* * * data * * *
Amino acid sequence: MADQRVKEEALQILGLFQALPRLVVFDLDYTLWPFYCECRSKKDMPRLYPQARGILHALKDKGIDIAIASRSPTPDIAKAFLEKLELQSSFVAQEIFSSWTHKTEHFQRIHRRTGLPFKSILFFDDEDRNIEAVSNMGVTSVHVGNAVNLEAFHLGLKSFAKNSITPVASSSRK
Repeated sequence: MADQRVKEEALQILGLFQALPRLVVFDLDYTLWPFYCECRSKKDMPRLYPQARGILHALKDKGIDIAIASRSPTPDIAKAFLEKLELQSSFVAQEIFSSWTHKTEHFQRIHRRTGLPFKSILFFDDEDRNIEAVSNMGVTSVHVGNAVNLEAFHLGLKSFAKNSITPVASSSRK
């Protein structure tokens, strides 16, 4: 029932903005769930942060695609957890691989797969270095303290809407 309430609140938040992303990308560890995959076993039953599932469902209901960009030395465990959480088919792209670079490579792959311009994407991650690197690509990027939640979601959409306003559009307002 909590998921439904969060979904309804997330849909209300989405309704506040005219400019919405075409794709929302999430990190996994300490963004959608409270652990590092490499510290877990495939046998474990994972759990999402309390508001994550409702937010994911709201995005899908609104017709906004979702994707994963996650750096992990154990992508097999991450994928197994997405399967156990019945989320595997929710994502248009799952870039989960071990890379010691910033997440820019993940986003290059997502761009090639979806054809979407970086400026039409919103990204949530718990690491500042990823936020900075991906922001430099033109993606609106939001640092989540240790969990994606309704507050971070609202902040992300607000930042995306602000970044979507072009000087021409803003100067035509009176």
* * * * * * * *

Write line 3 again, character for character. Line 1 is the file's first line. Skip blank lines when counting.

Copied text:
């Protein structure tokens, strides 16, 4: 029932903005769930942060695609957890691989797969270095303290809407 309430609140938040992303990308560890995959076993039953599932469902209901960009030395465990959480088919792209670079490579792959311009994407991650690197690509990027939640979601959409306003559009307002 909590998921439904969060979904309804997330849909209300989405309704506040005219400019919405075409794709929302999430990190996994300490963004959608409270652990590092490499510290877990495939046998474990994972759990999402309390508001994550409702937010994911709201995005899908609104017709906004979702994707994963996650750096992990154990992508097999991450994928197994997405399967156990019945989320595997929710994502248009799952870039989960071990890379010691910033997440820019993940986003290059997502761009090639979806054809979407970086400026039409919103990204949530718990690491500042990823936020900075991906922001430099033109993606609106939001640092989540240790969990994606309704507050971070609202902040992300607000930042995306602000970044979507072009000087021409803003100067035509009176």